The British Tyler family, freed after nearly eight months as hostages of Ethiopian guerrillas, flew home to a family reunion in England on Sunday(9 January).
GV Khartoum airport, Sudan. (MUTE)
SVs & CUs Tyler kidnap family with friends (4 shots) (MUTE)
GVs Family arriving at Heathrow airport, London,U.K.,escorted by police and mobbed by newsmen (3 shots)
GV Mr. Lindsay Tyler at news conference
SCU Mr. Tyler speaking to newsmen
GVs Tyler and family leaving airport (3 shots)
"Well, our feelings went up and down a bit. There were some days we were depressed and through it was going on forever. Other days we realised that a lot of people were doing a lot and we were to try and get us out and we were more cheerful."
"On that point Mr. Tyler, the Foreign Office have been criticised here."
"I have no criticism whatsoever of the Foreign Office. I think results show that the line they took has been successful."
The Tylers left afterwards for a family celebration at the home of Mrs. Tyler's sister, who recently broadcast a radio appeal on the BBC 's World Service urging the guerrillas to show companion. They had no immediate plans apart from reflexing with relatives and friends.
Mr. Tyler said he was grateful to sudanese President Ja'afar al-Nimeiry, who was believed to be principally responsible for securing the Tylers' release form their captors, the Tigreen people's Liberation Front. The family were on a cattle-vaccinating expedition in the wilds of northern Ethiopia when they were captured.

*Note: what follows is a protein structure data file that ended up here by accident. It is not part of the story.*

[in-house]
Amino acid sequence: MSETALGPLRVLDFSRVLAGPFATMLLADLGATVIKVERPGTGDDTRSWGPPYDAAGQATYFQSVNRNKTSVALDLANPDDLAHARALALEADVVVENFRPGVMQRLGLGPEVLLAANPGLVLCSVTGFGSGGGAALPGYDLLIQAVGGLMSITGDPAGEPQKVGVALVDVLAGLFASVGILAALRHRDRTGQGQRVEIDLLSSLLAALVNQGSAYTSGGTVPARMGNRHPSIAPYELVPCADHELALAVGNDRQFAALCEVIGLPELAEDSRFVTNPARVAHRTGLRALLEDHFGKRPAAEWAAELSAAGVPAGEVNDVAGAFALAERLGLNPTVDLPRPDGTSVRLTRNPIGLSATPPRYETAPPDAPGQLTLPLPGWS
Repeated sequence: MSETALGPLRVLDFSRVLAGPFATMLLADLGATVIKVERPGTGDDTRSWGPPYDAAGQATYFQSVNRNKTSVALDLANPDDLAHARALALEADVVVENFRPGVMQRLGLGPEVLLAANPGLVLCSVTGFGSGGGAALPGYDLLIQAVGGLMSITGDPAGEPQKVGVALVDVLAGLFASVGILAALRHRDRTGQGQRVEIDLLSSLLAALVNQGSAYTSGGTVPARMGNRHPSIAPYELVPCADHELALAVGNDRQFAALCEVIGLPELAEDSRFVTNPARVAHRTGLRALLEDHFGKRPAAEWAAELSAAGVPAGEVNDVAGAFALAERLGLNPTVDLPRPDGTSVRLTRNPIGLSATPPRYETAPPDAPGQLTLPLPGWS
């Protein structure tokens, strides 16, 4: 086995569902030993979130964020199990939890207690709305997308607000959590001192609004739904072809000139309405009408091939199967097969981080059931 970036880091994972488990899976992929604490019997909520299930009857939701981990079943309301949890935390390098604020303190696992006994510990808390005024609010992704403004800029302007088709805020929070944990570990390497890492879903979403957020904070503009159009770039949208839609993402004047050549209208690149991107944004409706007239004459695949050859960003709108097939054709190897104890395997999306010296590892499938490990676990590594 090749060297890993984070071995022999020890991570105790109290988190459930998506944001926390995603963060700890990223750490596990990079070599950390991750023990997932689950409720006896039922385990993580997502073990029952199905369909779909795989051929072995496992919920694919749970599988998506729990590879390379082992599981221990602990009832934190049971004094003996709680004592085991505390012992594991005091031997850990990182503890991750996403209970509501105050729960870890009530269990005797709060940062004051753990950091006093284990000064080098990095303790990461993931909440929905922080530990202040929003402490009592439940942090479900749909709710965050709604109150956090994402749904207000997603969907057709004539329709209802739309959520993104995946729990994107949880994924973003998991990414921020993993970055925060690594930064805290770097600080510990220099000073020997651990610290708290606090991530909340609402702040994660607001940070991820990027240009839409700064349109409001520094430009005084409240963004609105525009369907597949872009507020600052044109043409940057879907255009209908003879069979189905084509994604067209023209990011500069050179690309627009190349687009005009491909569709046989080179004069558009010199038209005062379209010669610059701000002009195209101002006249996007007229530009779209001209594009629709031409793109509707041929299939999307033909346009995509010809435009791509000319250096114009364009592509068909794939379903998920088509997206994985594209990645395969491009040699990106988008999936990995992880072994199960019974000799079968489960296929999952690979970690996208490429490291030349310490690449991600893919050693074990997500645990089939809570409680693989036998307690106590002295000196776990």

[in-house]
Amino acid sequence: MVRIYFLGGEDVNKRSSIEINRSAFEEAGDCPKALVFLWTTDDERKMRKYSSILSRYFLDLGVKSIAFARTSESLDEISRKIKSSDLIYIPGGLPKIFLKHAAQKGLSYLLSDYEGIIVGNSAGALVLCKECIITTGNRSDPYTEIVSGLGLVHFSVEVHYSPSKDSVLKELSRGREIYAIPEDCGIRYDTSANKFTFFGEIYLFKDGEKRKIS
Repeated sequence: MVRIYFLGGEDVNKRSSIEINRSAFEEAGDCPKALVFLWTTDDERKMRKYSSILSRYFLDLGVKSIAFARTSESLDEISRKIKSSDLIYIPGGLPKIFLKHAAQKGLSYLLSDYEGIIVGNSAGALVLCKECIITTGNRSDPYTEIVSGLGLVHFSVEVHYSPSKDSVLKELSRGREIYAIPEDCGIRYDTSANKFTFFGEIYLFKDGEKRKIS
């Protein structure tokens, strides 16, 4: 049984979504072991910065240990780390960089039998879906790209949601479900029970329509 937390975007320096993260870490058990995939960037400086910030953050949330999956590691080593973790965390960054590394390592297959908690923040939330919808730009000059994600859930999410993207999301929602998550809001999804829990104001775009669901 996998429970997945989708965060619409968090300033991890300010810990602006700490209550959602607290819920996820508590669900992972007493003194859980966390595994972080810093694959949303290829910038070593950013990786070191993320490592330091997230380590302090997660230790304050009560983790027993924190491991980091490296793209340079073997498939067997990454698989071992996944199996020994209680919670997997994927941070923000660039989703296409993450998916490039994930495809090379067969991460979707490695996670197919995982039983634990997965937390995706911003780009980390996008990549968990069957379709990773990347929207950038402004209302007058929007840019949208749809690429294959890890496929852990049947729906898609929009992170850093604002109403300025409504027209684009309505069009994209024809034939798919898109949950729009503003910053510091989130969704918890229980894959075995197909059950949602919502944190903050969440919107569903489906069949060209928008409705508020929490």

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Background: The British Tyler family, freed after nearly eight months as hostages of Ethiopian guerrillas, flew home to a family reunion in England on Sunday(9 January). They are Mr. Lindsay Tyler, a 34-year old veterinary surgeon, his wife Stephen, and their children Robert aged eight, and Sarah, five. The family has been living in the open desert since their capture in Ethiopia's Tigre province last May. They were freed on Wednesday (5 January), were taken to Khartoum, capital of neighbouring Sudan, the following day. The guerrillas had been holding which the British government consistently refused to pay.
SYNOPSIS: The Tylers were seen off from Khartoum airport on Sunday by British ambassador Mr. John Phillips, his wife and children, and other friends. They stayed at Mr. Phillips' home after their release. Their flight home should have been a day earlier, but they were forced to stay an extra night in Khartoum because of a strike by baggage airport. Their flight out of Khartoum on Saturday(8 January) had been cancelled because of the non-arrival of an aircraft from London due to the strike. But it was all smiles when they finally departed.
The Tylers' six-hour flight came in two hours late-- but they flew into a war welcome. Mr.Tyler's parents had arrived in a white Rolls-Royce hired by a provincial newspaper, and there were a number of other relatives to greet them.
Mr. Tylers talked briefly to newsmen about the ordeal.